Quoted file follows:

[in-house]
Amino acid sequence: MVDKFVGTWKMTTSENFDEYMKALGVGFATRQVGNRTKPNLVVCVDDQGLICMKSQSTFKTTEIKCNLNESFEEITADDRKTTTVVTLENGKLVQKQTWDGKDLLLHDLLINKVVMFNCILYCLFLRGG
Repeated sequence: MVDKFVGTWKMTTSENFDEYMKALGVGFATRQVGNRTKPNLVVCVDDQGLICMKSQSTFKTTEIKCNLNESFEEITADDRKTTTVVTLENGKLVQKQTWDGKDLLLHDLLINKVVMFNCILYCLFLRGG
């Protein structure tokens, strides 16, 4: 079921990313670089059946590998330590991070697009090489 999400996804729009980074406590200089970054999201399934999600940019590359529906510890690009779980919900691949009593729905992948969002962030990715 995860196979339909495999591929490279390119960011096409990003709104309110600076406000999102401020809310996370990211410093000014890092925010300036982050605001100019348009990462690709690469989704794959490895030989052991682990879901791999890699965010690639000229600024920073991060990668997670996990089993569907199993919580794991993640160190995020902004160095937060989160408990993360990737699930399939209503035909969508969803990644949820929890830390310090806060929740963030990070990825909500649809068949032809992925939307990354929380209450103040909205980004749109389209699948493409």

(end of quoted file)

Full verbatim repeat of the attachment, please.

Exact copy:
[in-house]
Amino acid sequence: MVDKFVGTWKMTTSENFDEYMKALGVGFATRQVGNRTKPNLVVCVDDQGLICMKSQSTFKTTEIKCNLNESFEEITADDRKTTTVVTLENGKLVQKQTWDGKDLLLHDLLINKVVMFNCILYCLFLRGG
Repeated sequence: MVDKFVGTWKMTTSENFDEYMKALGVGFATRQVGNRTKPNLVVCVDDQGLICMKSQSTFKTTEIKCNLNESFEEITADDRKTTTVVTLENGKLVQKQTWDGKDLLLHDLLINKVVMFNCILYCLFLRGG
């Protein structure tokens, strides 16, 4: 079921990313670089059946590998330590991070697009090489 999400996804729009980074406590200089970054999201399934999600940019590359529906510890690009779980919900691949009593729905992948969002962030990715 995860196979339909495999591929490279390119960011096409990003709104309110600076406000999102401020809310996370990211410093000014890092925010300036982050605001100019348009990462690709690469989704794959490895030989052991682990879901791999890699965010690639000229600024920073991060990668997670996990089993569907199993919580794991993640160190995020902004160095937060989160408990993360990737699930399939209503035909969508969803990644949820929890830390310090806060929740963030990070990825909500649809068949032809992925939307990354929380209450103040909205980004749109389209699948493409």